In general, I wonder if it would make sense to build up a sort of catalogue of “how to do X in Elm with ports & JavaScript” blog-posts for topics like file uploads, Phoenix Channels, etc. (i.e. the most common use cases where people are currently using packages that include native code). This might help to keep people moving forward until a proper, 100% Elm solution can be found.


In the old forum there was a thread about support for binary data. And apparently there was some work on this at that time.

Folks, I suppose the topic still actual as 0.19 out. Can anyone have a link to small repo with examples uploading big files without native modules but only ports? Thank you

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It would be awesome to get official guidance on this!


If you are not afraid by old school hacks, the pre-AJAX “hidden iframe form upload” trick seems to be the only way to send binary files directly (no base64 encoding) and get a “decodable” (kind of) answer from the server in pure elm without ports:

Example for elm 0.19:

module Main exposing (..)

import Browser
import Html exposing (..)
import Html.Attributes exposing (action, enctype, id, method, name, src, style, target, title, type_)
import Html.Events exposing (on)
import Http
import Json.Decode as Decode exposing (Decoder)

type Msg
    = UploadCompleted String

type alias Model =

view : Model -> Html Msg
view model =
    div []
        [ form
            [ action "/upload"
            , target "iframe"
            , enctype "multipart/form-data"
            , method "POST"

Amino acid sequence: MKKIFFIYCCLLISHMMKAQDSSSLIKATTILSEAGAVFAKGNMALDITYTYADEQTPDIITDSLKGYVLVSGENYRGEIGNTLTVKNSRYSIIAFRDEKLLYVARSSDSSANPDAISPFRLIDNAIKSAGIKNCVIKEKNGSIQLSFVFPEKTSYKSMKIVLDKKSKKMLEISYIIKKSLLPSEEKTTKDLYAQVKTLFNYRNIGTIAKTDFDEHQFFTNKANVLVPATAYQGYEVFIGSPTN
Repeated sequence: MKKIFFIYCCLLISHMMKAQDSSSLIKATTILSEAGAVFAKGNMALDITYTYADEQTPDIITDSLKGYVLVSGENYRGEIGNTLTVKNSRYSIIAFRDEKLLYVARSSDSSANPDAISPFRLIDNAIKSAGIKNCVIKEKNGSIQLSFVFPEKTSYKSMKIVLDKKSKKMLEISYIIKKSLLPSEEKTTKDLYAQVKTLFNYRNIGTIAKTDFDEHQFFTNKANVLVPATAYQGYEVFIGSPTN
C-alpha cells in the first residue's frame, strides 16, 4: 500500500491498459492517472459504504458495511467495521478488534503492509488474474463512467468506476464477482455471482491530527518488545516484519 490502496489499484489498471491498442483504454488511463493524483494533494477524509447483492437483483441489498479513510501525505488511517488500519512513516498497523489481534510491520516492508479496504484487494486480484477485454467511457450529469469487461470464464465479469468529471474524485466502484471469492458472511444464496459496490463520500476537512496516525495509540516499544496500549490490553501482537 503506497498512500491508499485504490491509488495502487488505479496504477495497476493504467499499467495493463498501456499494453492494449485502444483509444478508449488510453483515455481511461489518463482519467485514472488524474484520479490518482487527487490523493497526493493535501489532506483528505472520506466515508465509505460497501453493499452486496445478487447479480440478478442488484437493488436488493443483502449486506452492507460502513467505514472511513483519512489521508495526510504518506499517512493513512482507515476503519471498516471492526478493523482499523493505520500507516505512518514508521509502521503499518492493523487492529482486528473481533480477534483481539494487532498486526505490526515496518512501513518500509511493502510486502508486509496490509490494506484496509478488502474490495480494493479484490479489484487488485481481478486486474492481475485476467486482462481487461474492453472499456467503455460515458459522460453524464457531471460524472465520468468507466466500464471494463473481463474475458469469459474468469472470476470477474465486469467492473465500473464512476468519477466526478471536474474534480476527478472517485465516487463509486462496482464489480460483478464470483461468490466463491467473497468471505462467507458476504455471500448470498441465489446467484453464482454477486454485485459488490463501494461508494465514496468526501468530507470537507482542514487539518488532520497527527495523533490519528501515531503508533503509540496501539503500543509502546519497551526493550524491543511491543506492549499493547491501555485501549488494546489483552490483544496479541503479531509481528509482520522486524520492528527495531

[ input
                [ name "fileInput"
                , type_ "file"
            , iframe
                [ name "iframe"
                , id "iframe"
                , style "display" "none"
                , on "load" resultDecoder
            , button []
                [ text "Submit" ]
        , div []
            [ text model

resultDecoder : Decoder Msg
resultDecoder = [ "target", "contentDocument", "body", "textContent" ] Decode.string
        |> Decode.andThen (Decode.succeed << UploadCompleted)

update : Msg -> Model -> Model
update msg model =
    case msg of
        UploadCompleted result ->

main : Program () Model Msg
main =
        { init = ""
        , update = update
        , view = view

It works (not for S3 though) but it’s weak because the server response HTTP headers cannot be decoded.

:warning: Don’t try this at home :rofl:

the optimist in me would like to think that now that we have the Browser module it will be easier to add FileReader support because it can be partitioned off from e.g. a Node way of reading files (and a WASM way if that exists)

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@catz From my experience, the method described in the blog post linked by @christian using readAsDataURL and only ports allows to handle big files (several tenth of MB) without much issues in spite of the overhead. Here is a 0.18 repo with the code (0.19 version should be very close):

(if you test it with big files, just remove the image preview code in view).

As handling HTTP requests from Elm is simpler and safer, I would seriously benchmark this solution before handling the requests from JS world.

Note: this example does not handle S3 uploads.